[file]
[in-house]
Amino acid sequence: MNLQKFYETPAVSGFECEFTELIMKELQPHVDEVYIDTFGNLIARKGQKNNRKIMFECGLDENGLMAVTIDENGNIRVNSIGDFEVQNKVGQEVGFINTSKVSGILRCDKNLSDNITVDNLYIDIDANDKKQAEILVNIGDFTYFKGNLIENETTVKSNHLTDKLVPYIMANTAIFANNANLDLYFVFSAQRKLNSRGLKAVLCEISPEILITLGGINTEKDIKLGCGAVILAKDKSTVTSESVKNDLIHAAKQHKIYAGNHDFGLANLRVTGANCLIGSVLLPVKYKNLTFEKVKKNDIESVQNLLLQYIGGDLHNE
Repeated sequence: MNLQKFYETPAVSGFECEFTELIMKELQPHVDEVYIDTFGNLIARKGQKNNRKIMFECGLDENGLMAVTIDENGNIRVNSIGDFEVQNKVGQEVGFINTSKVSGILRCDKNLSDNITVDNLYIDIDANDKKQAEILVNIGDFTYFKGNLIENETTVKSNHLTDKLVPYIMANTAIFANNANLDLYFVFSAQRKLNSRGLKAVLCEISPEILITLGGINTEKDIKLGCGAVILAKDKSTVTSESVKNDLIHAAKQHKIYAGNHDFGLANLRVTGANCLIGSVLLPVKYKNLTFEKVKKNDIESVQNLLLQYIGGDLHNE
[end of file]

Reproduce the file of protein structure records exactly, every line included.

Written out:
[in-house]
Amino acid sequence: MNLQKFYETPAVSGFECEFTELIMKELQPHVDEVYIDTFGNLIARKGQKNNRKIMFECGLDENGLMAVTIDENGNIRVNSIGDFEVQNKVGQEVGFINTSKVSGILRCDKNLSDNITVDNLYIDIDANDKKQAEILVNIGDFTYFKGNLIENETTVKSNHLTDKLVPYIMANTAIFANNANLDLYFVFSAQRKLNSRGLKAVLCEISPEILITLGGINTEKDIKLGCGAVILAKDKSTVTSESVKNDLIHAAKQHKIYAGNHDFGLANLRVTGANCLIGSVLLPVKYKNLTFEKVKKNDIESVQNLLLQYIGGDLHNE
Repeated sequence: MNLQKFYETPAVSGFECEFTELIMKELQPHVDEVYIDTFGNLIARKGQKNNRKIMFECGLDENGLMAVTIDENGNIRVNSIGDFEVQNKVGQEVGFINTSKVSGILRCDKNLSDNITVDNLYIDIDANDKKQAEILVNIGDFTYFKGNLIENETTVKSNHLTDKLVPYIMANTAIFANNANLDLYFVFSAQRKLNSRGLKAVLCEISPEILITLGGINTEKDIKLGCGAVILAKDKSTVTSESVKNDLIHAAKQHKIYAGNHDFGLANLRVTGANCLIGSVLLPVKYKNLTFEKVKKNDIESVQNLLLQYIGGDLHNE